Etymology
Advertisement
suffragist (n.)
1822, "advocate of extension of the political franchise in Britain," without regard to gender, or, in the U.S., of voting rights for free blacks; from suffrage + -ist. After c. 1885 especially with reference to voting rights for women.
Related entries & more 
Advertisement
acetaminophen (n.)
U.S. name for "para-acetylaminophenol," 1960, composed of syllables from the chemical name: acetyl, a derivative of acetic (q.v.; also see acetylene) + amino- + phenol. In Britain, the same substance is paracetamol.
Related entries & more 
gaiety (n.)
"cheerfulness, mirth," 1630s, from French gaieté (Old French gaiete, 12c.), from gai "gay" (see gay). In the 1890s, in Britain, especially with reference to a London theater of that name, and the kind of musical shows and dancing girls it presented.
Related entries & more 
Victorian (adj.)
1839, "belonging to or typical of the reign of Queen Victoria of Great Britain" (ruled 1837-1901). Figurative sense of "typified by prudish or outdated attitudes" is attested by 1934. The noun meaning "a person from or typical of Victorian times" is from 1876.
Related entries & more 
tangerine (n.)
1842, from tangerine orange (1820) "an orange from Tangier," seaport in northern Morocco, from which it was imported to Britain originally. As an adjective meaning "from Tangier," attested from 1710, probably from Spanish tangerino. As a color name, attested from 1899.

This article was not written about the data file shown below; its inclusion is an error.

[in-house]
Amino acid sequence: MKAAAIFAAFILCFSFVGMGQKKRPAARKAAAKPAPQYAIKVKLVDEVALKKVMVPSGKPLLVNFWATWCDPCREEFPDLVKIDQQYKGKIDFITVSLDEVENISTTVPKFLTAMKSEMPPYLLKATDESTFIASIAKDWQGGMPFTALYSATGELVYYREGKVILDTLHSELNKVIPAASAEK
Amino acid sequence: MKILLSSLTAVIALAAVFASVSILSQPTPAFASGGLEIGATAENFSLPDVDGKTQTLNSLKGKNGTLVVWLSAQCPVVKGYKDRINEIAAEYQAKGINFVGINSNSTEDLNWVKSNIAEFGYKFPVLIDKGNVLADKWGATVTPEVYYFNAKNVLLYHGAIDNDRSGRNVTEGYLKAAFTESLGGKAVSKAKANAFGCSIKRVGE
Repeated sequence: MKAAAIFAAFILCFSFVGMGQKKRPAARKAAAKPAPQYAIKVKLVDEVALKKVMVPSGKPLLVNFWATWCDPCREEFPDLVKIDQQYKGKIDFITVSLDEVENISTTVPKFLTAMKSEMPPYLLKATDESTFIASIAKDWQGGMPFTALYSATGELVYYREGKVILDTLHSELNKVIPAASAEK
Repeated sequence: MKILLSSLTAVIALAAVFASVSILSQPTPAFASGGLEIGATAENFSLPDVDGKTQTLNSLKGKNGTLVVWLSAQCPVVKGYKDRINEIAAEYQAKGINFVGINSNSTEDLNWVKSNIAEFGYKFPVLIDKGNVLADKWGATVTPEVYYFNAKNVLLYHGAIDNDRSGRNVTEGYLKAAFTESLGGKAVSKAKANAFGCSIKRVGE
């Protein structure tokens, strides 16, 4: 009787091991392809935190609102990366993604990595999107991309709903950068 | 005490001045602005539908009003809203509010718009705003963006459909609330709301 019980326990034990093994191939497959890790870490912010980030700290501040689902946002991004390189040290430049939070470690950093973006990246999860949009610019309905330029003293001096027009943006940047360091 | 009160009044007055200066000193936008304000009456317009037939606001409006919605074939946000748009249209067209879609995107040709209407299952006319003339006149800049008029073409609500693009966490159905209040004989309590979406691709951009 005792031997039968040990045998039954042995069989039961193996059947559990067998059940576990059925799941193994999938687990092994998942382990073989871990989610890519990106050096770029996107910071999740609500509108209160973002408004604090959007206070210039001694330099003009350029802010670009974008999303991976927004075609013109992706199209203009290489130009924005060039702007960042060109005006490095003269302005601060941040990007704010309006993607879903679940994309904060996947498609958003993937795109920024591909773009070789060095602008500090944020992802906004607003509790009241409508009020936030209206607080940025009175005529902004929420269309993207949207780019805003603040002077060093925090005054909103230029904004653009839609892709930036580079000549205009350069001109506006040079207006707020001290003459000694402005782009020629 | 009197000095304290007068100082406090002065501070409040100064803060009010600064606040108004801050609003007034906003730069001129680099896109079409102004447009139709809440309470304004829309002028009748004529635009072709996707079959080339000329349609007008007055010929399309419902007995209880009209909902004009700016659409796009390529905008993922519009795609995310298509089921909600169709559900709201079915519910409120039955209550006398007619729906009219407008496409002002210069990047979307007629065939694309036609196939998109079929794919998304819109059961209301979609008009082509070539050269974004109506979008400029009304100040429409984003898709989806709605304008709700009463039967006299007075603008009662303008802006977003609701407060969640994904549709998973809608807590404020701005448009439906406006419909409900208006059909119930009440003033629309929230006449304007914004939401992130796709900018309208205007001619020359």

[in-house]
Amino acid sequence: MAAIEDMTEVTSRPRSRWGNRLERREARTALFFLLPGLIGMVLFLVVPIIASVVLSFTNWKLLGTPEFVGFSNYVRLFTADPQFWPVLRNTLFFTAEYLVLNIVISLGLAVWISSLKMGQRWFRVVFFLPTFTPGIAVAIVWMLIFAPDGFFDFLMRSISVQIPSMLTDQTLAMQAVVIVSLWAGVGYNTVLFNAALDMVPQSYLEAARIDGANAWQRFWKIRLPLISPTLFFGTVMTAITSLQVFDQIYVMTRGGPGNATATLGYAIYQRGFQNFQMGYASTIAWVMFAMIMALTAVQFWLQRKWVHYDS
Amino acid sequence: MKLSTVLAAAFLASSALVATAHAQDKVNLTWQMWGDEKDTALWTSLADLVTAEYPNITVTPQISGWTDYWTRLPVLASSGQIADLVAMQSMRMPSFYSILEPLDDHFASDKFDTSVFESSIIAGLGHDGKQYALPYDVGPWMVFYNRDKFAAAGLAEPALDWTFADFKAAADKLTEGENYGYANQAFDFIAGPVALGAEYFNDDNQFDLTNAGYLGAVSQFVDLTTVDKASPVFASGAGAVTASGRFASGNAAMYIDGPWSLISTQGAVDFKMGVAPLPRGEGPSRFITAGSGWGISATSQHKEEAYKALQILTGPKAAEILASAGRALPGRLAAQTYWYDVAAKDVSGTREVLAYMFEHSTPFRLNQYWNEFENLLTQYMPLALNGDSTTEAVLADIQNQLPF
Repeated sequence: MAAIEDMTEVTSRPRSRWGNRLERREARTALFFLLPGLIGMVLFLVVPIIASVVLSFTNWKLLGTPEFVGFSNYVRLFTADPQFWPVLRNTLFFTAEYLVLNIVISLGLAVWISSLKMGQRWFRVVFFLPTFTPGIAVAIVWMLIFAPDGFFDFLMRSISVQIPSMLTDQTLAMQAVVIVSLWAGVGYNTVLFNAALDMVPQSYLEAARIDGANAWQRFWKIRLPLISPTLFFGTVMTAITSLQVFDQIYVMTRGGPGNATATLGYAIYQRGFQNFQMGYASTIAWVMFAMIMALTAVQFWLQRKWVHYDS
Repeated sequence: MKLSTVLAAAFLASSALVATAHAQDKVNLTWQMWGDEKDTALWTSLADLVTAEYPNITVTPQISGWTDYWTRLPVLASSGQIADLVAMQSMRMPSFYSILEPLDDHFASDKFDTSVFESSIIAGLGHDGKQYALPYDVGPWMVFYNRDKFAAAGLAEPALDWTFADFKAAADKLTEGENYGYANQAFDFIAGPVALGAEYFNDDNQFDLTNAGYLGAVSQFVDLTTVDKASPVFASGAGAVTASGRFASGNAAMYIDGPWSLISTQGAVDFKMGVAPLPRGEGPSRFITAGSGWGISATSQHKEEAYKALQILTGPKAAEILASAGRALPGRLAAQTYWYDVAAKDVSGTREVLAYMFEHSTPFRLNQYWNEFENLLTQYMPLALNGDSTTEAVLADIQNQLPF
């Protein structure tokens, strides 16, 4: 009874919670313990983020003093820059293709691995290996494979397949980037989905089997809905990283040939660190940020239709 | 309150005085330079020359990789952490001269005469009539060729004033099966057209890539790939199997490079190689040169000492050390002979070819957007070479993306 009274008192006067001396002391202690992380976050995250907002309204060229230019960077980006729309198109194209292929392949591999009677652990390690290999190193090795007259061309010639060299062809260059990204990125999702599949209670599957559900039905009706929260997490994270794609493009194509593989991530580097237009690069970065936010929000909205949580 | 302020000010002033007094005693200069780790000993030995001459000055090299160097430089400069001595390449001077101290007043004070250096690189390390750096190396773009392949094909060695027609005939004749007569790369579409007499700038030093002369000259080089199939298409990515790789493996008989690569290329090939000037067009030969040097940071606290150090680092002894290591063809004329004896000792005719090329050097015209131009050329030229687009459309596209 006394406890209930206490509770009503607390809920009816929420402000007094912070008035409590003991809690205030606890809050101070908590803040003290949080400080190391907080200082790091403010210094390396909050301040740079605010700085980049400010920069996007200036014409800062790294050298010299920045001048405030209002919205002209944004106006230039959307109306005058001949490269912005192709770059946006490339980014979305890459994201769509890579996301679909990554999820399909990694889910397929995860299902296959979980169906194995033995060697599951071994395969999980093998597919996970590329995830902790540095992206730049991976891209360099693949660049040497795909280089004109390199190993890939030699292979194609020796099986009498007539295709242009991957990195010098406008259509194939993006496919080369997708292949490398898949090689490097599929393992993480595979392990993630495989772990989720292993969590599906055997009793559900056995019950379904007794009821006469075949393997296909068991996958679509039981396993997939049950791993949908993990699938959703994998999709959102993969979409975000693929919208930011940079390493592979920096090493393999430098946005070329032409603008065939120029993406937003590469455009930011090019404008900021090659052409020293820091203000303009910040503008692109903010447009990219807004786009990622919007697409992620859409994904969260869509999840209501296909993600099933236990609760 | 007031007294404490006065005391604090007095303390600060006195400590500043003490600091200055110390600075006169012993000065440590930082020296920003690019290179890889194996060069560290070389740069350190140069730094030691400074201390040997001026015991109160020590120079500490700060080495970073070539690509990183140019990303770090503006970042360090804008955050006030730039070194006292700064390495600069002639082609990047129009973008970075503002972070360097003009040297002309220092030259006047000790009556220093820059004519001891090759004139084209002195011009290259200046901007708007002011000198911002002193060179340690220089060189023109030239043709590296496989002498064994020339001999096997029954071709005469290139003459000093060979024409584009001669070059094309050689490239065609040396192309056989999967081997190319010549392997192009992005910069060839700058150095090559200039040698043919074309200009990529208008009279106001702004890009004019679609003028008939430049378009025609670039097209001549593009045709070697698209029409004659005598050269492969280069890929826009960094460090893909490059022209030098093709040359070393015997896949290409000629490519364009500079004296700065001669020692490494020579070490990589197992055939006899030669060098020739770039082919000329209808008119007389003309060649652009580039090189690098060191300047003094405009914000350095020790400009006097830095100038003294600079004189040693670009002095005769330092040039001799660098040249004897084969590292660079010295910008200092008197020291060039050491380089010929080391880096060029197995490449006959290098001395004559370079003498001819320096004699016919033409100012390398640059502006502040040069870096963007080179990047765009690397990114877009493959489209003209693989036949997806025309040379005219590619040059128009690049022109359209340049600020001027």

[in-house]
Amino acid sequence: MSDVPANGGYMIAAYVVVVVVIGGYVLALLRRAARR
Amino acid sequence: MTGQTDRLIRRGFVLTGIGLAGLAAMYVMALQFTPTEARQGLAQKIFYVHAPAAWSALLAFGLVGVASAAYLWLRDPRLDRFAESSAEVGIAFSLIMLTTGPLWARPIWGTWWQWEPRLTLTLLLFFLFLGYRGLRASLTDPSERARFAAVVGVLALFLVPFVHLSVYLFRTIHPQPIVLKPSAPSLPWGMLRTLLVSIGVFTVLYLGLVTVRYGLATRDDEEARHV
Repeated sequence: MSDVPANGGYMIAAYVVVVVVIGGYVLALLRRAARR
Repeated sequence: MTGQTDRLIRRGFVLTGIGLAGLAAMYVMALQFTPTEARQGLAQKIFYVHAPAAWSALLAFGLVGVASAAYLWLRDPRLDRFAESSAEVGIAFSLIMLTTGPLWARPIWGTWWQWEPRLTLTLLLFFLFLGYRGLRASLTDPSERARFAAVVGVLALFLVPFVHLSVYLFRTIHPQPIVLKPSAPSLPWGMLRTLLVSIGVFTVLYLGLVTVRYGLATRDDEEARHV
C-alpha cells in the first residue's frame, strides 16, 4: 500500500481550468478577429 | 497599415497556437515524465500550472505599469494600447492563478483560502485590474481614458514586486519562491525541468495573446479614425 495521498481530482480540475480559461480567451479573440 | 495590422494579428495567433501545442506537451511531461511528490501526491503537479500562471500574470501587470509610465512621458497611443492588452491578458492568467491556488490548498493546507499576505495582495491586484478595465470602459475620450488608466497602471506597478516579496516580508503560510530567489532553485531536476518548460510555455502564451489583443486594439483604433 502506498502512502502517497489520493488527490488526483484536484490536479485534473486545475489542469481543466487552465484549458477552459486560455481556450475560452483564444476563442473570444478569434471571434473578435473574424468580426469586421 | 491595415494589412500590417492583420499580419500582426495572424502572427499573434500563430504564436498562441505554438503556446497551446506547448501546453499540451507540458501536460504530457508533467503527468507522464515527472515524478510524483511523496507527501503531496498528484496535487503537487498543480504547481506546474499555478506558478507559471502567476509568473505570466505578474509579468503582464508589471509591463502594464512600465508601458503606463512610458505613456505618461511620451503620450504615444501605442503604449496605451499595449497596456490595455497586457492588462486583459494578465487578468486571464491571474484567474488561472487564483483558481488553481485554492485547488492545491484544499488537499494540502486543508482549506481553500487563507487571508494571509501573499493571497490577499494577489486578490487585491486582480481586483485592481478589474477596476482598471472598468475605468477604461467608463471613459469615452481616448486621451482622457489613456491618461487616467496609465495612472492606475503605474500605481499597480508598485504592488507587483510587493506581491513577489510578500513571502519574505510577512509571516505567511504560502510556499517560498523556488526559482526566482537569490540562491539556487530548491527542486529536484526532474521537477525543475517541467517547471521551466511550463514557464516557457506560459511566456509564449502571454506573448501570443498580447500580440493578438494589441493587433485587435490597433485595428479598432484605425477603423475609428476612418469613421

Related entries & more 
Advertisement
red tape (n.)

"official routine or formula," especially "excessive bureaucratic rigmarole," 1736, in reference to the red tape formerly used in Great Britain (and the American colonies) for binding up legal and other official documents, which is mentioned from 1690s.

Related entries & more 
historiaster (n.)
"petty or contemptible historian," 1887, from historian with ending altered to -aster. Coined by W.E. Gladstone, in a review of J. Dunbar Ingram's "History of the Legislative Union of Great Britain and Ireland."
Related entries & more 
congregational (adj.)

1630s, "of or pertaining to a congregation," from congregation + -al (1). In reference to Congregationalism, the Protestant movement in which church congregations were self-governing, from 1640s. The term was most used in New England, in Britain they were called Independent.

Related entries & more 
A.B. 

affixed to a name, abbreviation of Modern Latin Artium Baccalaureus "Bachelor of Arts" (see bachelor), 1773, American English. British English preferred B.A., perhaps because A.B. was used in Britain to mean able-bodied on seamen's papers.

Related entries & more 
Anglian (adj.)
"of the Angles; of East Anglia," 1726; see Angle. The Old English word was Englisc, but as this came to be used in reference to the whole Germanic people of Britain, a new word was wanted to describe this branch of them.
Related entries & more 

Page 4